Make use of Jump lists
When you right-click certain app icons you’ll see a list of recently opened files in that app – a handy way to quickly get going with a specific file again. If you frequently open the same files, roll your mouse over them in the list and click the Pin button to pin them to the top of the list. You can remove unwanted items from the list by right-clicking and choosing ‘Remove from this list’.
“The quickest way to hide icons from view is to click and drag them on to the ‘^’ button on the left”
If you’re a privacy fiend and don’t need Cortana’s personal assistant features, then convert it into a simple search box that simply searches programs, settings and files on your PC along with a few web suggestions. You could, of course, tweak the Registry to do this, but it’s far quicker and easier to open Winaero Tweaker and tick Disable Cortana under the Windows Apps section. Reboot when prompted and the Taskbar’s search box will be transformed.
Add user shortcuts to the Start menu
The Start menu’s slide-out left-hand pane – click the three-line ‘hamburger’ icon to reveal it – contains shortcuts to useful features such as the log off/switch user menu (click your user picture to access it). You can add additional shortcuts to various user folders such as Documents and Music here by going to Start > Settings > Personalisation > Start and clicking ‘Choose which folders appear on Start’.
Access files from the Taskbar
Right-click the Taskbar and choose Toolbars > ‘New Toolbar…’. You can select a specific folder or drive from here, or choose This PC to gain access to your entire filesystem. Once in place, click the ‘>>’ button next to the Toolbar name to browse through folders using pop-up menus.
Clean up the Notification area
Once upon a time you had to delve deep into Settings to select which icons appeared in the Taskbar notification area, but these days the quickest way to hide icons from view is to click and drag them on to the ‘^’ button to the left. You can also pin the icons hidden behind here so they’re always visible in the Notification area by clicking ‘^’ and then dragging them in the other direction. You can also rearrange the order icons appear in the list – click and drag them to their new location.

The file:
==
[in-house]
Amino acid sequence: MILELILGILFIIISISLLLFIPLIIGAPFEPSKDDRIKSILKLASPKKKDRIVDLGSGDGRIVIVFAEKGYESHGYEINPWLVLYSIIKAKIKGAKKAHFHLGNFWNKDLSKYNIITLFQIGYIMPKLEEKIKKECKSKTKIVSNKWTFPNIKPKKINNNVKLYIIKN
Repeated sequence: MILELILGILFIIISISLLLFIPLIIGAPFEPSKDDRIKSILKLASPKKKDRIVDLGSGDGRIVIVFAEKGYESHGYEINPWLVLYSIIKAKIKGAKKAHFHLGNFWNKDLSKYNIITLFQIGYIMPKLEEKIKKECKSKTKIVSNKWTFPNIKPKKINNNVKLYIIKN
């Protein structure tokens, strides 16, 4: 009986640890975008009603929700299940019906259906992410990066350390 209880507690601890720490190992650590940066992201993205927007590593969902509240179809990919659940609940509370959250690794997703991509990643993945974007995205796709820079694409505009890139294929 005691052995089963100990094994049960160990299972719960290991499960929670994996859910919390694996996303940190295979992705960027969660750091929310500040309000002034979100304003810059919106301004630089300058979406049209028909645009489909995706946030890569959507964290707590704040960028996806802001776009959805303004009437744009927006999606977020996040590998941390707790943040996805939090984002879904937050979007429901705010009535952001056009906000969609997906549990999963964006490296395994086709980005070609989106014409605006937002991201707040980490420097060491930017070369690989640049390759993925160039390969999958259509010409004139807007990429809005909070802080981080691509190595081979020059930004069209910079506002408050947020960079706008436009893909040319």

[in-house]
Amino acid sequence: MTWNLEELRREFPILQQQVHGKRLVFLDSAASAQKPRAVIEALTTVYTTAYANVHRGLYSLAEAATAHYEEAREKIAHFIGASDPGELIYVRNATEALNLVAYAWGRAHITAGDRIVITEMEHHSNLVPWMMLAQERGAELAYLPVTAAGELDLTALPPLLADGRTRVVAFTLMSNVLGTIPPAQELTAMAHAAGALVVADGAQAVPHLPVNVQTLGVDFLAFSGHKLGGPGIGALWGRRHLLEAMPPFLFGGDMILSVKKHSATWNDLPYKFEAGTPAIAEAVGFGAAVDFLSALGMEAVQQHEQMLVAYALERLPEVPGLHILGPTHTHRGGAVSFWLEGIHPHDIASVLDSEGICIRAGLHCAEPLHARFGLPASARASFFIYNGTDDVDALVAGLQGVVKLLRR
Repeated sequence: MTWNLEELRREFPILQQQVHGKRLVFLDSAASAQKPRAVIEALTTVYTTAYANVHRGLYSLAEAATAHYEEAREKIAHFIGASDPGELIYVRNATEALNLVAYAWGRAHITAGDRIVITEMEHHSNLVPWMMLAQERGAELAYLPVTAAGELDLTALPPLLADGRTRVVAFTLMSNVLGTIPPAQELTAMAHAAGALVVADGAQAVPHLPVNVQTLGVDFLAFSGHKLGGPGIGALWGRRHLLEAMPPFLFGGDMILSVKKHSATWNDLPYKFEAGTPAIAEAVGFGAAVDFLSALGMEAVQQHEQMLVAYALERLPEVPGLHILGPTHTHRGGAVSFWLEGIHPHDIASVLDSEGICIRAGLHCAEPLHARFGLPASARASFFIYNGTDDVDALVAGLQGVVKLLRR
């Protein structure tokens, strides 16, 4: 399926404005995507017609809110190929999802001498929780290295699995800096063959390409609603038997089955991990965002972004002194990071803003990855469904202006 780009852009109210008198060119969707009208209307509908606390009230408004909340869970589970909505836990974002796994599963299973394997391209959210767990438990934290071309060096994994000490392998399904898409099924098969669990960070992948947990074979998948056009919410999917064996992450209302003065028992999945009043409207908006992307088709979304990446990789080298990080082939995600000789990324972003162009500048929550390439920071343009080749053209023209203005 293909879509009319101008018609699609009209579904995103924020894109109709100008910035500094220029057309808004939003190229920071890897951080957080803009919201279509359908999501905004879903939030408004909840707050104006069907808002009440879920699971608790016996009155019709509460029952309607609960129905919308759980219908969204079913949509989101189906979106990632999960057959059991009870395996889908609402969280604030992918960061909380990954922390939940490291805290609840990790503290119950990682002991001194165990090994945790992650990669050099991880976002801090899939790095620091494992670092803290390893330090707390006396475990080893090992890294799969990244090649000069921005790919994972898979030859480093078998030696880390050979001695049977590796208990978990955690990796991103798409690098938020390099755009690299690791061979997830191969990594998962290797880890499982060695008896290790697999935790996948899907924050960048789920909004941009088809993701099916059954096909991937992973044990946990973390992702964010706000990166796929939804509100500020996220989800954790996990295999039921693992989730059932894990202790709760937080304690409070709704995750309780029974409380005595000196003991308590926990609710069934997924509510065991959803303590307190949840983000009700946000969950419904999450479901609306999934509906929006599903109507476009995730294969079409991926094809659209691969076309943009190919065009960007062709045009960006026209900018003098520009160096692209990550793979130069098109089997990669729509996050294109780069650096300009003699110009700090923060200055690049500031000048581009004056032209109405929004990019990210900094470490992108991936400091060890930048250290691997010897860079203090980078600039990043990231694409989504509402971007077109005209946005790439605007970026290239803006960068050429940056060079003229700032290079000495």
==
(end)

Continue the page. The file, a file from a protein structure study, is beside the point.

Quickly toggle Focus Assist
Focus Assist is a useful setting that enables you to selectively mute alerts from the Action Centre at specific times. Set it up via Start > Settings > System > ‘Focus assist’, from where you can choose a scheduled time when it comes on and off, and choose whether to mute all alerts, just non-priority alerts – click ‘Customise your priority list’ to select which apps fall into this category – or everything except for any alarms that you have set.
Once set up, you can also toggle Focus Assist on and off manually by right-clicking the Action Centre notifications button in the bottom right of the screen and choosing what to allow (priority alerts or alarms) from the Focus Assist sub-menu.
Try a different approach
Can’t get on with launching apps through the Start menu and Taskbar? Why not try Launchy (www.launchy.net) instead? This floating toolbar hides until required – press [Alt] + [Space] to bring it into focus – then start typing the name of the file, app or setting you need before pressing [Enter] when a match is found. Click the Settings button to customise its look, tweak preferences or add other folders for it to scan (such as a portable apps directory).
Task View’s new Timeline view makes it easy to reopen recently accessed files.
Resize windows quickly and precisely with Sizer.
Launchy offers you a discreet, fast and easy alternative to the Start menu and Taskbar shortcuts.